For a few years now, I have stopped following the news. I have unlearned the habit of obsessively checking news websites. As a result, I am not up to date with the latest developments, but I also no longer worry about things over which I have no direct control.
The news is bad for you because:
1. You only see the negative extremes
"If it bleeds, it leads." If it's bloody, it must be on the front page. This quote is attributed to newspaper magnate William Randolph Hearst. What it actually means is that when news is bloody, it gets placed on the front page because it sells the most newspapers. We don't want to read stories about people helping each other. We want to be shocked. Therefore, it's not surprising that Facebook's algorithm continues to serve us negative news stories because they generate more engagement from us as users.
Being constantly bombarded with stories that make you angry distorts your worldview. This is also known as the "mean world syndrome":
"Gerbner called this the mean world syndrome: If you grow up in a home where there's more than, say, three hours of television per day, for all practical purposes, you live in a meaner world—and act accordingly—than your next-door neighbor who lives in the same place but watches less television."
Eli Parser - The Filter Bubble
The world around you is not getting worse, but you feel that it is. If you read Steven Pinker's book "The Better Angels of Our Nature", you will see that almost all statistics indicate a better world:
- There are fewer murders
- There is less pollution
- There is less child mortality
So why does it feel like society is spiraling downward?
2. The News is not objective
We pretend that the news is only a matter of facts, but it is subjective. Someone makes a choice to publish or not publish news about a certain event. Every day, in an editorial room, a subjective decision is made about which news stories are published and in what manner. And that is news that attracts more readers, listeners, or viewers. Because more audience means more advertising revenue.
Don't think that you become smarter by consuming the news. The so-called factual knowledge you build up does not provide a complete picture of reality. You are not aware of what is happening in the world. You are only aware of the events that sell more advertisements.
Take, for example, legislative proposals. An important part of a democracy that should receive significant media attention. However, that is not the case, as Jesse Frederik reveals in his book "Zo hadden we het niet bedoeld" (Dutch book). He writes:
"Most legislative proposals receive no media attention at all. Only one in five laws is covered in a national newspaper article, and only one in ten laws gets more than five articles in the newspaper."
Apparently, legislative proposals are simply not a sexy topic for newspapers. However, they have a significant impact on how you are allowed to live your life in a country.
3. You are in a filter bubble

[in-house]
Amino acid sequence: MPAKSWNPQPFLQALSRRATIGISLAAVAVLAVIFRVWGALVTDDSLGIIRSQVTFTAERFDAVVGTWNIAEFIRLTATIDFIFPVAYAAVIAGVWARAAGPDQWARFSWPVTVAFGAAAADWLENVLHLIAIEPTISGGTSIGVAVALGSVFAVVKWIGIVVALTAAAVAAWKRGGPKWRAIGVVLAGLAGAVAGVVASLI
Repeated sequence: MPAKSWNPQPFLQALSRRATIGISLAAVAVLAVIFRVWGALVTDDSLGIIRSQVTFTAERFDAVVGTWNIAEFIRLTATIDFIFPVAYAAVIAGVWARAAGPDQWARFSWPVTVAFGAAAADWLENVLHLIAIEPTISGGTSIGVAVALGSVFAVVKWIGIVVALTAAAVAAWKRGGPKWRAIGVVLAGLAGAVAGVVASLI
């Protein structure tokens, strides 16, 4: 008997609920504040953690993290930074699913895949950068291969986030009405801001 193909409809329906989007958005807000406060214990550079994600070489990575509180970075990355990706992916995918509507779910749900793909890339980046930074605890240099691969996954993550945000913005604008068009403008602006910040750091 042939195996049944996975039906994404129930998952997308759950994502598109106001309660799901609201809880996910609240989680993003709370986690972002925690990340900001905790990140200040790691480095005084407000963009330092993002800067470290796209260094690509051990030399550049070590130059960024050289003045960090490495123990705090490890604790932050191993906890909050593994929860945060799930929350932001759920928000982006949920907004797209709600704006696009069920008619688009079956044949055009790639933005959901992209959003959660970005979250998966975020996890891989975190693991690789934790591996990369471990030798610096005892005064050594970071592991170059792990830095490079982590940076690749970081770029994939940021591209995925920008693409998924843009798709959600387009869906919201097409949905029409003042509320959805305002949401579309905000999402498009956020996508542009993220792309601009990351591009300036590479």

The filter bubble, as described by Eli Parser in his book "Filter Bubble" ensures that you see news articles tailored to your personal preferences. Through algorithms, sites like LinkedIn and YouTube can determine what kind of articles or videos you enjoy reading or watching.
If you watch a video about cars on YouTube, you will be recommended other car-related videos. There's a good chance that you'll find something interesting, so you watch another car video. Now, YouTube thinks you love car videos the most, so you're only served car videos. And voilà, you're in a filter bubble. Parser provides a similar example in his book:
"If Netflix shows me a romantic comedy and I like it, it'll show me another one and begin to think of me as a romantic-comedy lover. But if it wants to get a good picture of who I really am, it should be constantly testing the hypothesis by showing me Blade Runner in an attempt to prove it wrong. Otherwise, I end up caught in a local maximum populated by Hugh Grant and Julia Roberts."
When this is applied to the news, it can be dangerous. You will only see news articles that confirm your viewpoint. You are never challenged to look at things from the other side and end up blindly following the same direction.
But you still stay informed about major events
There are certain topics that you will inevitably not miss. Think of COVID or the war in Ukraine. You hear about them from family members or colleagues at the coffee machine. You usually get a general overview of the situation but don't need to worry about the details.
Take climate change, for example. Despite not following the news, I know that the world we live in is getting warmer due to changing climates. Not reading news about it doesn't mean I'm turning a blind eye. I know what I need to do to contribute to a greener world, and I do it. Being bombarded daily with apocalyptic news articles doesn't change my behavior. However, my stress level does skyrocket every time I read about the impending end of the world.
By following the news, the world around you becomes scarier. You see news that is focused on both advertising revenue and your personal preferences.
Despite not following the news daily, you are still aware of major events but are less concerned about the fleeting trends of the day.
So, stop following the news!
Do you follow the news or not? Why or why not? Let me know by leaving a comment below.